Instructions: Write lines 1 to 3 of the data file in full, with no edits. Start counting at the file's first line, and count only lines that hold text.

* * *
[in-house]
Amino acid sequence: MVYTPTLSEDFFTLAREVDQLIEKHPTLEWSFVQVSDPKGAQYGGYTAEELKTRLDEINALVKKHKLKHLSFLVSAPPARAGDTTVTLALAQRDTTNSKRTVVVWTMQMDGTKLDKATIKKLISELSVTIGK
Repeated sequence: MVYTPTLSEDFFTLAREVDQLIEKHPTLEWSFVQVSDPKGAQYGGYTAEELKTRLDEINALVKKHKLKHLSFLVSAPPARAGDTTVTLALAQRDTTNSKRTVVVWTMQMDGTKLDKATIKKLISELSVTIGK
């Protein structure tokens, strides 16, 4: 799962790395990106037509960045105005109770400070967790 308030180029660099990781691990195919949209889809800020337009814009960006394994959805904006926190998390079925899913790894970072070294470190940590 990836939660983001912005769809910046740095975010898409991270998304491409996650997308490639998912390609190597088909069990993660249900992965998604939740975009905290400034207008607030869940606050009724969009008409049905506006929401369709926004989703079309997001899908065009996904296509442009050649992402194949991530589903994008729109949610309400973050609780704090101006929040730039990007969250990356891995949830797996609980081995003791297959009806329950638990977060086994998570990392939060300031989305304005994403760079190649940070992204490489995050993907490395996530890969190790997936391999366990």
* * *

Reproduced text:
[in-house]
Amino acid sequence: MVYTPTLSEDFFTLAREVDQLIEKHPTLEWSFVQVSDPKGAQYGGYTAEELKTRLDEINALVKKHKLKHLSFLVSAPPARAGDTTVTLALAQRDTTNSKRTVVVWTMQMDGTKLDKATIKKLISELSVTIGK
Repeated sequence: MVYTPTLSEDFFTLAREVDQLIEKHPTLEWSFVQVSDPKGAQYGGYTAEELKTRLDEINALVKKHKLKHLSFLVSAPPARAGDTTVTLALAQRDTTNSKRTVVVWTMQMDGTKLDKATIKKLISELSVTIGK